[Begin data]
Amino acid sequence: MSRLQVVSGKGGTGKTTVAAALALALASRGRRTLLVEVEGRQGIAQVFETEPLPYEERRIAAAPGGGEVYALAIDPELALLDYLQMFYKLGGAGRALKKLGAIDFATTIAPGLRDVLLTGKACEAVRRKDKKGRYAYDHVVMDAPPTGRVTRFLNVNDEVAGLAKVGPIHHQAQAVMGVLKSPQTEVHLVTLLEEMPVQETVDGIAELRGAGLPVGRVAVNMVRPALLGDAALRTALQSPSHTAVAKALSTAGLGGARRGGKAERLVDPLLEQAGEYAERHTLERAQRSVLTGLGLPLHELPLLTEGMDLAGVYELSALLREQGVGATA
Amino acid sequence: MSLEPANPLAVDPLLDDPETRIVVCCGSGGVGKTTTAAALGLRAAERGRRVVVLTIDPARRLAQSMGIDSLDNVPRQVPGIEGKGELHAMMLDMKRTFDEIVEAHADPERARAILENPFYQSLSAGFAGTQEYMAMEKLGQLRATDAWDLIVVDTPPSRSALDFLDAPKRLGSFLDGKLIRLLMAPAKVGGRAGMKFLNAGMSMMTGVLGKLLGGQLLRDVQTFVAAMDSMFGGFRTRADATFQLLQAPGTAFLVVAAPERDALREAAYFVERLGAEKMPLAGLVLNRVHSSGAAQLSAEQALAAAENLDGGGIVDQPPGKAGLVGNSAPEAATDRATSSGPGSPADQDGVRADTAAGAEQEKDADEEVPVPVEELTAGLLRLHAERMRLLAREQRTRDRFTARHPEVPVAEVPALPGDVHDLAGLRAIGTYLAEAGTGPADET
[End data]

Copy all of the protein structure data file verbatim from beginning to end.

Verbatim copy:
Amino acid sequence: MSRLQVVSGKGGTGKTTVAAALALALASRGRRTLLVEVEGRQGIAQVFETEPLPYEERRIAAAPGGGEVYALAIDPELALLDYLQMFYKLGGAGRALKKLGAIDFATTIAPGLRDVLLTGKACEAVRRKDKKGRYAYDHVVMDAPPTGRVTRFLNVNDEVAGLAKVGPIHHQAQAVMGVLKSPQTEVHLVTLLEEMPVQETVDGIAELRGAGLPVGRVAVNMVRPALLGDAALRTALQSPSHTAVAKALSTAGLGGARRGGKAERLVDPLLEQAGEYAERHTLERAQRSVLTGLGLPLHELPLLTEGMDLAGVYELSALLREQGVGATA
Amino acid sequence: MSLEPANPLAVDPLLDDPETRIVVCCGSGGVGKTTTAAALGLRAAERGRRVVVLTIDPARRLAQSMGIDSLDNVPRQVPGIEGKGELHAMMLDMKRTFDEIVEAHADPERARAILENPFYQSLSAGFAGTQEYMAMEKLGQLRATDAWDLIVVDTPPSRSALDFLDAPKRLGSFLDGKLIRLLMAPAKVGGRAGMKFLNAGMSMMTGVLGKLLGGQLLRDVQTFVAAMDSMFGGFRTRADATFQLLQAPGTAFLVVAAPERDALREAAYFVERLGAEKMPLAGLVLNRVHSSGAAQLSAEQALAAAENLDGGGIVDQPPGKAGLVGNSAPEAATDRATSSGPGSPADQDGVRADTAAGAEQEKDADEEVPVPVEELTAGLLRLHAERMRLLAREQRTRDRFTARHPEVPVAEVPALPGDVHDLAGLRAIGTYLAEAGTGPADET